One evening the Abbe V—— of Saint-Sulpice took me to see Huysmans. His apartment near the Bon Marche is small but light. From the windows you see convent gardens and orphan schools, where everything — paths, plane-trees and children — are uniform. A maid like a nun comes and goes, silent and furtive in the anteroom. Along the walls are shelves of white wood full of paper-covered volumes and old books. A man comes to greet the abbe. He is tall and has a powerful neck like that of a wrestler defeated, worn out and shivering. Through the folds of his scarf the weary, drooping head is barely visible. His clenched hands, like an old woman’s, hold a worn, puce-colored dressing-gown drawn around him. His slippers drag with soft hesitation along the parquet floor. He folds the abbe in his arms. We go into the next room, the dining-room, apparently. On the walls are photographs of primitives, descents from the cross, crucifixions and passions, images of dread discolored by the sunshine. On the mantelpiece, between two vases with Jericho roses that look like thistles, is a poor Louis XVI monstrance. The rays of the eucharistic sun have lost their gilt and show the copper underneath. In the lunula, in place of the host, a poor relic is seen through the clouded glass. Above the mantelpiece transformed into an altar hangs a great crucifix of plaster and black wood, with a sprig of box such as one sees in convent parlors. The strangeness of the room breathes that sharp, musty, devotional odor common to sacristies and hospitals.
    We sit down before a poor fire made of two wheezy logs.
    The conversation turns first on the writer’s health. He no longer believes in doctors. He places himself in the hands of God. Does He not know better than any what we require? He suffers, yes; but perhaps not enough. He has so much to expiate! He tells us of his devotions. He recites the rosary. At first the prayer seemed to him mechanical, but that was because he was still poisoned by literary pride. Manrese of St. Ignatius is fruitful reading. He has changed his confessor; the Abbe M—— was far too worldly and lacking in severity. The new confessor delights him. He is a true rustic, the son of peasants, who drives his flock as his father, a farmer of Beauce, drove his horses and sheep and pigs.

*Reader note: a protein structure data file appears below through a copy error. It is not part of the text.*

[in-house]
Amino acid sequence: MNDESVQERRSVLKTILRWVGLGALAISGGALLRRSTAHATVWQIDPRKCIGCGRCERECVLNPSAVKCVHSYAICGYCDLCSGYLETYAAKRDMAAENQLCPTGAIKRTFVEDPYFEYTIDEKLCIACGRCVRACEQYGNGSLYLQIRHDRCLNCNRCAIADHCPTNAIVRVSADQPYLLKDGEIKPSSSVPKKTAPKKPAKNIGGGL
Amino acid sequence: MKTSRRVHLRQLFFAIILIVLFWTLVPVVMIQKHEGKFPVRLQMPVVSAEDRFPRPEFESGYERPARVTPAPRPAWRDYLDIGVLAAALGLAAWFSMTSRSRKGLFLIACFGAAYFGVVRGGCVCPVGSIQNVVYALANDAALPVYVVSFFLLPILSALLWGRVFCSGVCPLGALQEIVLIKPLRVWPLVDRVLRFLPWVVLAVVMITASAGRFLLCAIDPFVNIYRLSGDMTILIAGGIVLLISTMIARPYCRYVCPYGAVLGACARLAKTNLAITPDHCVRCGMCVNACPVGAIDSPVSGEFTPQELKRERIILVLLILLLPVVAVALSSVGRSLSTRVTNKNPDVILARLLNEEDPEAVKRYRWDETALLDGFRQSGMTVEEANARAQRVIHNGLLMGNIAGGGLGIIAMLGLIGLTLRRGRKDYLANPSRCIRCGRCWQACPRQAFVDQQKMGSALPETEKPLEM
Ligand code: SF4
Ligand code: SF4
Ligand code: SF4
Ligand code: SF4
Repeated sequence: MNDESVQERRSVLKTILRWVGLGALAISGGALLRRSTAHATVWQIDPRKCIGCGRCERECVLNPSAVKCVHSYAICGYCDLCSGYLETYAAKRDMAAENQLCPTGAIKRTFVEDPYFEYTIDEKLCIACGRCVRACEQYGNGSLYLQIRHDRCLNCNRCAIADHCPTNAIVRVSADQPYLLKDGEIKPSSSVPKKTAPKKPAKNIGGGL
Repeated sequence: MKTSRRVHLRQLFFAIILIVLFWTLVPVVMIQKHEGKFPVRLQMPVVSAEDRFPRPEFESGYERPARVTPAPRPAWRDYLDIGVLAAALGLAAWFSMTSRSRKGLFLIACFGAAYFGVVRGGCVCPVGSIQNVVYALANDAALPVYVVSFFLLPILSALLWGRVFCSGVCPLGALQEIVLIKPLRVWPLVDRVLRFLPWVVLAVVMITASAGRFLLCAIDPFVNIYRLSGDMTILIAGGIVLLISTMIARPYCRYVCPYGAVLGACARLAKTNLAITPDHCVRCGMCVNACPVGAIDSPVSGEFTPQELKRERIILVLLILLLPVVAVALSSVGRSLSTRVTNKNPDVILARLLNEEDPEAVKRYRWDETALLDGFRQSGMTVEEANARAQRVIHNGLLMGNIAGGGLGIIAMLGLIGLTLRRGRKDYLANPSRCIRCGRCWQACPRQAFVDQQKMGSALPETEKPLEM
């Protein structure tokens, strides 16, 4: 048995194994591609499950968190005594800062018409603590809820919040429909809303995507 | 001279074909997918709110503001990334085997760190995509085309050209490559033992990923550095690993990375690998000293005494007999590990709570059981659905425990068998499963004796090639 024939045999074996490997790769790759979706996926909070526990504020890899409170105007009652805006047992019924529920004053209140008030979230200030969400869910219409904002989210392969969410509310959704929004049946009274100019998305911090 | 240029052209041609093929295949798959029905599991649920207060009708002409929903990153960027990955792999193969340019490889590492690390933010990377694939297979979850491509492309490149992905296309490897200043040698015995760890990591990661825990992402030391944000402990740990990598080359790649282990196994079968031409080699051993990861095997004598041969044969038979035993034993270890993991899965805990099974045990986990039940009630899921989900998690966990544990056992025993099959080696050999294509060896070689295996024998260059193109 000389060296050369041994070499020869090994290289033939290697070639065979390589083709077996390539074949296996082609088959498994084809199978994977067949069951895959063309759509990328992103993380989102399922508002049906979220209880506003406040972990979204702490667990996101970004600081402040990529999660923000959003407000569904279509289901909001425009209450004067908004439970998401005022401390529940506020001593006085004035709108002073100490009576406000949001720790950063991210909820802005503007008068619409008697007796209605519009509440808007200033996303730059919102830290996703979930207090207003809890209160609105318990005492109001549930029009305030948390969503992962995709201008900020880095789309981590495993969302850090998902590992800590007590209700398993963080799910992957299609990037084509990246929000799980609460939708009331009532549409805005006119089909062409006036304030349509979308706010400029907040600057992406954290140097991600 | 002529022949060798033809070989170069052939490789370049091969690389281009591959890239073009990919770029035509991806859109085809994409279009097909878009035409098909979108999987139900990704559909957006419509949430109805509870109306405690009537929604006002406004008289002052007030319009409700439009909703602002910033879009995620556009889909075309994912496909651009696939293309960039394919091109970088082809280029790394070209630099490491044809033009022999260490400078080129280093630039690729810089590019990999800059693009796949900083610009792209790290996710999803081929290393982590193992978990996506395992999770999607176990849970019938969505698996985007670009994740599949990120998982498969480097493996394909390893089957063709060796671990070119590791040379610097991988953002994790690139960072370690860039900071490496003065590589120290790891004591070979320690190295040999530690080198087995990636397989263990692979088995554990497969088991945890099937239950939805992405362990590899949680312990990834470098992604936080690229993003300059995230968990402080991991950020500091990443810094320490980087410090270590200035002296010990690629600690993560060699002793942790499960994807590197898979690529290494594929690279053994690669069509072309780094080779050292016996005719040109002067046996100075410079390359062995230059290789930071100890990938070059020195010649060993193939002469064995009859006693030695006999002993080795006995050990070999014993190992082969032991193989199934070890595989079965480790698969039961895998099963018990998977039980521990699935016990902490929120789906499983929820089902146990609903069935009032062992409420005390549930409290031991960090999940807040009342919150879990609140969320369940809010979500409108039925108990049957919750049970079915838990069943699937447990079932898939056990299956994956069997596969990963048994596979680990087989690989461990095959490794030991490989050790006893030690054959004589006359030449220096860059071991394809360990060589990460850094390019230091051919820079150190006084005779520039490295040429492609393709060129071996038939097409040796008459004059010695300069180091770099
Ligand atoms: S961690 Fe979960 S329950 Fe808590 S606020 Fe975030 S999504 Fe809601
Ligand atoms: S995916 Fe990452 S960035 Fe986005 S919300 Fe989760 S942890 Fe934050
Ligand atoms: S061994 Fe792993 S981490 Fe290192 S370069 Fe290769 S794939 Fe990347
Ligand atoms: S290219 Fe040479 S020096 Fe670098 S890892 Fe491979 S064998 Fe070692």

The Abbe presents me to the writer.
    “My fellow-countryman, Jean Jacques Brousson. He is the son of the excellent man who was doctor to our seminary of Nimes and to nearly all the religious associations of Gard. Doctor Brousson is a Knight of the Order of St. Gregory.”
    On this, the author of En Route seems to become conscious of my presence. He interrogates me:
    “You want to go in for literature? My poor young man! First you should assure your salvation. Ah, you have gone as secretary to Anatole France? So much the worse for you! He is a great writer, but he lacks the one necessary thing: faith. Yet he was brought up piously, I have heard, by Christian parents. But vanity, the thirst for applause, the love of paradox — in short, he is in a precarious state. Not for all his fame would I be in his place.”
    Here a short pause. Huysmans coughs, spits into the fire, tries to reunite the hopelessly divorced logs, and goes on:
    “I used to frequent Anatole France in times past. He was a charming wit if not a man of charm. It distresses me to see him slipping down that incline. In memory of our old friendship say this to him for me:
    “Illustrious Master, are you not sometimes a little weary of the adoration of men? Do you feel no giddiness on the superhuman pinnacle to which idolaters have raised you? Have you forgotten the grace of your holy baptism and of your first communion? Dear Master, when night falls, flee from all these courtiers who hide the truth from you with their flattery. Go, as your good mother did, into some ancient church of the people, Saint-Severin, for instance, dip your fingers into the common vessel of holy water, like the simple women and little children of the district. Put off your poor Immortality. Make the ancestral sign of the cross and then kneel down at the end of the apse by the stone palm-tree. There alone with God, under the shadowy light of the stained glass widows, ask if we were created and sent into the world and redeemed by the blood of Jesus Christ to write mere insolence?”
    Next day I faithfully related the homily to Anatole France. In a dry voice the Master said to me:
    “Poor Huysmans, he is in a sad way. His bigotry is a lamentable sign of his age. When you see him — one attention deserves another — tell him: ‘France advises you to have your water analysed.'”
by Jean Jacques Brousson, author of ‘Anatole France Himself’ (Turtle Point Press, on demand)